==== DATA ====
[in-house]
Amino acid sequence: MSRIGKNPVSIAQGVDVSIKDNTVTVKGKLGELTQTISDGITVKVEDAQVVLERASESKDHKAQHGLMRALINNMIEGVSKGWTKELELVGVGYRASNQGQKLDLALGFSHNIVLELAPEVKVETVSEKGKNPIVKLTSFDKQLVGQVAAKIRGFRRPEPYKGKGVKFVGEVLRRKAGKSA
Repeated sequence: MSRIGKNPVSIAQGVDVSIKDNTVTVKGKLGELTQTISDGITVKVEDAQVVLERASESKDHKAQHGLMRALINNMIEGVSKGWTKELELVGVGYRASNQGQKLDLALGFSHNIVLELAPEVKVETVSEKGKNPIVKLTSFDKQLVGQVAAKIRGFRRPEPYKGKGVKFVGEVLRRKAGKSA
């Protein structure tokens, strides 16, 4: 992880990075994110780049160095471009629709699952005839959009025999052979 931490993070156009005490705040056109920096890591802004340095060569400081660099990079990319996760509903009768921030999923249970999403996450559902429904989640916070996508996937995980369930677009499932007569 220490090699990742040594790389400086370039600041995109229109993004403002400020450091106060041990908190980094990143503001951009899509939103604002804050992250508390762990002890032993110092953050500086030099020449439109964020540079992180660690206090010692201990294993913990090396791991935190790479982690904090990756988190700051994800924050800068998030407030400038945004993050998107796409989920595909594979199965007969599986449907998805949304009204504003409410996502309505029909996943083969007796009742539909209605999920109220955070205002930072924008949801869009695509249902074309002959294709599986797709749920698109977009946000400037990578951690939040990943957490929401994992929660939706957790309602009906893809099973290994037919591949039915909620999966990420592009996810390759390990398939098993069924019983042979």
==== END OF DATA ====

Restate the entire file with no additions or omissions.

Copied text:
[in-house]
Amino acid sequence: MSRIGKNPVSIAQGVDVSIKDNTVTVKGKLGELTQTISDGITVKVEDAQVVLERASESKDHKAQHGLMRALINNMIEGVSKGWTKELELVGVGYRASNQGQKLDLALGFSHNIVLELAPEVKVETVSEKGKNPIVKLTSFDKQLVGQVAAKIRGFRRPEPYKGKGVKFVGEVLRRKAGKSA
Repeated sequence: MSRIGKNPVSIAQGVDVSIKDNTVTVKGKLGELTQTISDGITVKVEDAQVVLERASESKDHKAQHGLMRALINNMIEGVSKGWTKELELVGVGYRASNQGQKLDLALGFSHNIVLELAPEVKVETVSEKGKNPIVKLTSFDKQLVGQVAAKIRGFRRPEPYKGKGVKFVGEVLRRKAGKSA
């Protein structure tokens, strides 16, 4: 992880990075994110780049160095471009629709699952005839959009025999052979 931490993070156009005490705040056109920096890591802004340095060569400081660099990079990319996760509903009768921030999923249970999403996450559902429904989640916070996508996937995980369930677009499932007569 220490090699990742040594790389400086370039600041995109229109993004403002400020450091106060041990908190980094990143503001951009899509939103604002804050992250508390762990002890032993110092953050500086030099020449439109964020540079992180660690206090010692201990294993913990090396791991935190790479982690904090990756988190700051994800924050800068998030407030400038945004993050998107796409989920595909594979199965007969599986449907998805949304009204504003409410996502309505029909996943083969007796009742539909209605999920109220955070205002930072924008949801869009695509249902074309002959294709599986797709749920698109977009946000400037990578951690939040990943957490929401994992929660939706957790309602009906893809099973290994037919591949039915909620999966990420592009996810390759390990398939098993069924019983042979």